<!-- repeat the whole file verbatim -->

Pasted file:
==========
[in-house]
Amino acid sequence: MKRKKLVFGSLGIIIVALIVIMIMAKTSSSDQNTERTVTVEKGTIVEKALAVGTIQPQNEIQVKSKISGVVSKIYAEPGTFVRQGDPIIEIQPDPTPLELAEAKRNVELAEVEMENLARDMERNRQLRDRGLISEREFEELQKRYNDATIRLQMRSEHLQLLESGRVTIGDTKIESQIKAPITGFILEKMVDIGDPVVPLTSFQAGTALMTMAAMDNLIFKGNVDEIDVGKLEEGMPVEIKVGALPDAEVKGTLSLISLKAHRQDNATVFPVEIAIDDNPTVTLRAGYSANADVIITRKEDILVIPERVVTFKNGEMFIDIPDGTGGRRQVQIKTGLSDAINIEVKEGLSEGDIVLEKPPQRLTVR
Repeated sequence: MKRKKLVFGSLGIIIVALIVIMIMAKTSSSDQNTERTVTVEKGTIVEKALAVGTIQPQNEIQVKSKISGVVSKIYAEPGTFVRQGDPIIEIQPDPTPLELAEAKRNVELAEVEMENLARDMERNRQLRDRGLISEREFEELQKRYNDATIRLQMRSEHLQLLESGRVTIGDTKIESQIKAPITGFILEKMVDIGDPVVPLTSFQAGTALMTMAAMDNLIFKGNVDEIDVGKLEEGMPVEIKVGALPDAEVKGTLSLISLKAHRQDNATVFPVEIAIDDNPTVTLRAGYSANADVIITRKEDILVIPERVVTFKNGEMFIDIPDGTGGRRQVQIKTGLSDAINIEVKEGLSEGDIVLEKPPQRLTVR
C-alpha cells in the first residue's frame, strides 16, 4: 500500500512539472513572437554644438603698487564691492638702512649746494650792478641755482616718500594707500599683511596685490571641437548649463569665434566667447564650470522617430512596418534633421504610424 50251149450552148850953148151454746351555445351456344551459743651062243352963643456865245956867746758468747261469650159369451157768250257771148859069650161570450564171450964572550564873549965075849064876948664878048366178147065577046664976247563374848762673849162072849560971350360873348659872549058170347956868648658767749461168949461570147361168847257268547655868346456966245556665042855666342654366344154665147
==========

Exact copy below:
[in-house]
Amino acid sequence: MKRKKLVFGSLGIIIVALIVIMIMAKTSSSDQNTERTVTVEKGTIVEKALAVGTIQPQNEIQVKSKISGVVSKIYAEPGTFVRQGDPIIEIQPDPTPLELAEAKRNVELAEVEMENLARDMERNRQLRDRGLISEREFEELQKRYNDATIRLQMRSEHLQLLESGRVTIGDTKIESQIKAPITGFILEKMVDIGDPVVPLTSFQAGTALMTMAAMDNLIFKGNVDEIDVGKLEEGMPVEIKVGALPDAEVKGTLSLISLKAHRQDNATVFPVEIAIDDNPTVTLRAGYSANADVIITRKEDILVIPERVVTFKNGEMFIDIPDGTGGRRQVQIKTGLSDAINIEVKEGLSEGDIVLEKPPQRLTVR
Repeated sequence: MKRKKLVFGSLGIIIVALIVIMIMAKTSSSDQNTERTVTVEKGTIVEKALAVGTIQPQNEIQVKSKISGVVSKIYAEPGTFVRQGDPIIEIQPDPTPLELAEAKRNVELAEVEMENLARDMERNRQLRDRGLISEREFEELQKRYNDATIRLQMRSEHLQLLESGRVTIGDTKIESQIKAPITGFILEKMVDIGDPVVPLTSFQAGTALMTMAAMDNLIFKGNVDEIDVGKLEEGMPVEIKVGALPDAEVKGTLSLISLKAHRQDNATVFPVEIAIDDNPTVTLRAGYSANADVIITRKEDILVIPERVVTFKNGEMFIDIPDGTGGRRQVQIKTGLSDAINIEVKEGLSEGDIVLEKPPQRLTVR
C-alpha cells in the first residue's frame, strides 16, 4: 500500500512539472513572437554644438603698487564691492638702512649746494650792478641755482616718500594707500599683511596685490571641437548649463569665434566667447564650470522617430512596418534633421504610424 50251149450552148850953148151454746351555445351456344551459743651062243352963643456865245956867746758468747261469650159369451157768250257771148859069650161570450564171450964572550564873549965075849064876948664878048366178147065577046664976247563374848762673849162072849560971350360873348659872549058170347956868648658767749461168949461570147361168847257268547655868346456966245556665042855666342654366344154665147